Words really do matter … especially in a kid’s early years.

Interesting study reported in The Atlantic

A pair of psychologists – Betty Hart and Todd Risley –  got curious about why some 3 and 4 year old kids are more academically ready than others.

“They devised a novel (and exhaustive) methodology: for more than three years, they sampled the actual words spoken to young children from 42 families at 3 different socioeconomic levels: (1) welfare homes, (2) working-class homes, and (3) professionals’ homes. Then they tallied the quantity and quality of the words spoken to the kids. “


The results were – in the words of the researchers – “astounding”…


Let’s start with the quantity …

Children in professionals’ homes were exposed to an average of over 1,500 more spoken words per hour than children in welfare homes.

Over one year, that amounted to a difference of nearly 8 million words.

So, by age four, amounted to a total gap of 32 million words.

The authors observed a direct correlation between the number of these early “verbal experiences” and academic readiness – both within and across the groups.

Said differently, the more children are talked to as infants, the more academically ready they’ll be  when they hit the kindergarten door.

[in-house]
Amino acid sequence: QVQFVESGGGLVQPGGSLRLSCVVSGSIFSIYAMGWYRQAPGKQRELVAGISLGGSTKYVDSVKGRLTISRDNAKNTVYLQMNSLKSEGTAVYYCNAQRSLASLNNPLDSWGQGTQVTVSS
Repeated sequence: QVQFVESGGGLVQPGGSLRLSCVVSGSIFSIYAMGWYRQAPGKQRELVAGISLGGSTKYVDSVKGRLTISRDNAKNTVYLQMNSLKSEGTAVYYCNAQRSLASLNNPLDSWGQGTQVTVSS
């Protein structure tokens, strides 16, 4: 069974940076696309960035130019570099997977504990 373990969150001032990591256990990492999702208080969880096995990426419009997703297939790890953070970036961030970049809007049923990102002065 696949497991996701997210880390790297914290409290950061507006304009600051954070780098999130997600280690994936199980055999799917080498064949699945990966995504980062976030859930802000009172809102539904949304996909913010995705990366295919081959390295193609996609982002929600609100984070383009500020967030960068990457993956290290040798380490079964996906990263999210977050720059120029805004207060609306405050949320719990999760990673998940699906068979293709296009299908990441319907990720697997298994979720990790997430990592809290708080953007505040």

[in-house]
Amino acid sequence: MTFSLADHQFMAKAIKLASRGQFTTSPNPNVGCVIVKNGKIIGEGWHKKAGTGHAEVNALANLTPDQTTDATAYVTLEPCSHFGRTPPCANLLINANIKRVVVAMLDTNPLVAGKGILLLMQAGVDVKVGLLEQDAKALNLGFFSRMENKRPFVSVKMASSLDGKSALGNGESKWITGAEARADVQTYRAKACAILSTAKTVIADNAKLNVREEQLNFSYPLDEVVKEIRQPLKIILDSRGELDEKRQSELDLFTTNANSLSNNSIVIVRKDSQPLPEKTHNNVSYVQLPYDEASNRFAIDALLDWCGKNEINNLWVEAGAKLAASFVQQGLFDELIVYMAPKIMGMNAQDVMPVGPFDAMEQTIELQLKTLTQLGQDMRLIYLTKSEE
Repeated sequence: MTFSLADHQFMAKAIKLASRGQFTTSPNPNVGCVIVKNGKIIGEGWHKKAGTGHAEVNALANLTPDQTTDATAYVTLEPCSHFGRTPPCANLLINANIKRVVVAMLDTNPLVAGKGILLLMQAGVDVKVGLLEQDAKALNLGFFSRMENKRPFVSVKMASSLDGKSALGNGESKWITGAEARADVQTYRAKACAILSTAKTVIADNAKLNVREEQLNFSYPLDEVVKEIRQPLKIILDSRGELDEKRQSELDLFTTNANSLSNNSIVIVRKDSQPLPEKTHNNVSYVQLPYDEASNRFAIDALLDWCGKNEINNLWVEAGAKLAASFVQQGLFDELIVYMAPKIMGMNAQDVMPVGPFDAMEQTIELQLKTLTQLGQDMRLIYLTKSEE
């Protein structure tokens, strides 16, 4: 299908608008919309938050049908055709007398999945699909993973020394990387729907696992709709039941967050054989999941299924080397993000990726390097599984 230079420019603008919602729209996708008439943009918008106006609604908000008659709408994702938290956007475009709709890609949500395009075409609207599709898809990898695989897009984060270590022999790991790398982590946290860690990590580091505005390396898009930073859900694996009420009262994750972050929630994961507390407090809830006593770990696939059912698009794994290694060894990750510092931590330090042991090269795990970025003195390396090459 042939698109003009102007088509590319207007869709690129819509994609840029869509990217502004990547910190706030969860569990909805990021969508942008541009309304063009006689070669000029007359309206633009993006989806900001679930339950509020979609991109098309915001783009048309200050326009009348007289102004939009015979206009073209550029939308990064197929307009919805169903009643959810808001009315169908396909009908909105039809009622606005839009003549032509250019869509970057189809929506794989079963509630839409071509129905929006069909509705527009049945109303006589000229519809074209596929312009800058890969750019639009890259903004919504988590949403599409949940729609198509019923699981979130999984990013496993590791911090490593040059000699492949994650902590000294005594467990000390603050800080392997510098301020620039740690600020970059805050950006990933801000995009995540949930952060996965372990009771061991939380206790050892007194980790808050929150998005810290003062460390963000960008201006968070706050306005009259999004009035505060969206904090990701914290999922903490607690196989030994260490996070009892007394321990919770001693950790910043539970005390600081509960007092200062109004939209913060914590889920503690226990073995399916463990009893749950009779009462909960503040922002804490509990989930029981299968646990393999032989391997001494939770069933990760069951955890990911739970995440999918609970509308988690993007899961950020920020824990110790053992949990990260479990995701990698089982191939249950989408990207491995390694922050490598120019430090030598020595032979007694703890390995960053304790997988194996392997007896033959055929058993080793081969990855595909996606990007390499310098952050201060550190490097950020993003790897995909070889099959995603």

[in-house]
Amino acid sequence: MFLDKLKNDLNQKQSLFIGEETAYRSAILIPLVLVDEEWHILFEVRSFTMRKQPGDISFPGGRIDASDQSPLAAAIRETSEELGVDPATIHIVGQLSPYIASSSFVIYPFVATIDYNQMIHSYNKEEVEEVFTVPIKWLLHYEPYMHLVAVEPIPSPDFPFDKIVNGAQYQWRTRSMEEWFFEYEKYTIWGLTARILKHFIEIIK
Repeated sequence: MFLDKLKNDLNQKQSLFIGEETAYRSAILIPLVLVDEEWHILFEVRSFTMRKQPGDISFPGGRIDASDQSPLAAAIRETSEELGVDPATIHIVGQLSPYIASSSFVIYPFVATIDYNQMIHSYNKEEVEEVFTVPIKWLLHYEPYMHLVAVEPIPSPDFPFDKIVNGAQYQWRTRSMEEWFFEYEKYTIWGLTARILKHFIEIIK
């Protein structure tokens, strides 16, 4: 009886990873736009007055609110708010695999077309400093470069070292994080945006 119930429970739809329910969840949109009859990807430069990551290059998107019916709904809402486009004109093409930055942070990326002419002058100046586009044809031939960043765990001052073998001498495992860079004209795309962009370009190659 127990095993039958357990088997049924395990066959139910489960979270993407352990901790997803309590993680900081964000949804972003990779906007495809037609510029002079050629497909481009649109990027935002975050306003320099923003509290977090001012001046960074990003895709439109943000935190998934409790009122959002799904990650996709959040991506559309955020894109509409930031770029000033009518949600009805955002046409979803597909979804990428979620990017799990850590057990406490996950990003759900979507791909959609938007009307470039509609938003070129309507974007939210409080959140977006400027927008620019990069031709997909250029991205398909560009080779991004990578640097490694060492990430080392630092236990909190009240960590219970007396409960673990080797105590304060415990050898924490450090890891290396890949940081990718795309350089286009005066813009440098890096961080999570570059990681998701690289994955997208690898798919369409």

The researchers also found a substantial gap in tone and nature of words being used.

Hart and Risley also found that, in the first four years after birth, the average child from a professional family receives 560,000 more instances of encouraging feedback than discouraging feedback.

A working- class child receives merely 100,000 more encouragements than discouragements;.

A  welfare child receives 125,000 more discouragements than encouragements.

The bottom line should come as no surprise:

If you want your kids or grandkids to be early achievers in school, read to them, talk to them and, oh yeah, encourage them.

Research says the impact can be “astounding”.

Thanks to MKH for feeding the lead


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